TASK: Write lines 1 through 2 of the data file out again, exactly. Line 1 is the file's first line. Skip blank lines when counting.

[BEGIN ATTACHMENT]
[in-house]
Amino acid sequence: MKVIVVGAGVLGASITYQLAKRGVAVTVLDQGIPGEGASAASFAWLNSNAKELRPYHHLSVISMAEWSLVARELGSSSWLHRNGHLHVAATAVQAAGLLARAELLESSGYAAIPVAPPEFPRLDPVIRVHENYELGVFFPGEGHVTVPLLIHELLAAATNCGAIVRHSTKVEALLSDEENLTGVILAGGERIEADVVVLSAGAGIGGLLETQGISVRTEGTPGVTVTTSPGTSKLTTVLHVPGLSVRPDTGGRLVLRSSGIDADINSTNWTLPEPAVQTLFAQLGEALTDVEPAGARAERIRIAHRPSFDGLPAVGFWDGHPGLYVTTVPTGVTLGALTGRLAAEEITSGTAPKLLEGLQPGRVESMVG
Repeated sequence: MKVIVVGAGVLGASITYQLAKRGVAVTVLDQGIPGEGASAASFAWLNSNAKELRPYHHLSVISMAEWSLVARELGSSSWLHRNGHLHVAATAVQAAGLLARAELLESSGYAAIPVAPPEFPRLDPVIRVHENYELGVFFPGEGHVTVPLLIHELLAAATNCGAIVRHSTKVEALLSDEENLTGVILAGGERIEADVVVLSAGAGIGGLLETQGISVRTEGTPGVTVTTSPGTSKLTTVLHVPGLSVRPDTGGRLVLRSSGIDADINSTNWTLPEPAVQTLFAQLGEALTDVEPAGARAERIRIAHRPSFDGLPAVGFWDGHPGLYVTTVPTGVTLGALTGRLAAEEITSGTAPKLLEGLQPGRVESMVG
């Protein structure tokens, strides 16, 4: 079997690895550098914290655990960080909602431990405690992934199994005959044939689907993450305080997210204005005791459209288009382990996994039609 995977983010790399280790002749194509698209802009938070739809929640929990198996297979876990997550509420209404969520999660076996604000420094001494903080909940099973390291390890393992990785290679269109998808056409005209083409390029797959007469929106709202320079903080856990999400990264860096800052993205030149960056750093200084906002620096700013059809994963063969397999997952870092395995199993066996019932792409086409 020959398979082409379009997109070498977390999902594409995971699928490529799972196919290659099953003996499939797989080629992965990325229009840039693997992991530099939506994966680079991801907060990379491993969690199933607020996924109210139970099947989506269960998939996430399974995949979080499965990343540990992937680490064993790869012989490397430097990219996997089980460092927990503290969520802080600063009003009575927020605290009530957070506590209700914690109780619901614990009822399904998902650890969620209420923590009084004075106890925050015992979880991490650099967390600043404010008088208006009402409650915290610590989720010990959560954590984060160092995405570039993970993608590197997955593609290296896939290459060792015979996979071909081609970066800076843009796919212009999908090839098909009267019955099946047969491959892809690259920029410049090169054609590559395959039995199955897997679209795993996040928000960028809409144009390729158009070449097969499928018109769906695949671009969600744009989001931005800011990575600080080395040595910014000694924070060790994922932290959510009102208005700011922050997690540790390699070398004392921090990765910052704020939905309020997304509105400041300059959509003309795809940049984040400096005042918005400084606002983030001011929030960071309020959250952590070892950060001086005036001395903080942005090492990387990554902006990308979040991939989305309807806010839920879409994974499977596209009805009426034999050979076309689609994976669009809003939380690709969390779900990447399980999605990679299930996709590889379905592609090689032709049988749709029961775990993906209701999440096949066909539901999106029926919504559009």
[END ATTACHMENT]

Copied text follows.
[in-house]
Amino acid sequence: MKVIVVGAGVLGASITYQLAKRGVAVTVLDQGIPGEGASAASFAWLNSNAKELRPYHHLSVISMAEWSLVARELGSSSWLHRNGHLHVAATAVQAAGLLARAELLESSGYAAIPVAPPEFPRLDPVIRVHENYELGVFFPGEGHVTVPLLIHELLAAATNCGAIVRHSTKVEALLSDEENLTGVILAGGERIEADVVVLSAGAGIGGLLETQGISVRTEGTPGVTVTTSPGTSKLTTVLHVPGLSVRPDTGGRLVLRSSGIDADINSTNWTLPEPAVQTLFAQLGEALTDVEPAGARAERIRIAHRPSFDGLPAVGFWDGHPGLYVTTVPTGVTLGALTGRLAAEEITSGTAPKLLEGLQPGRVESMVG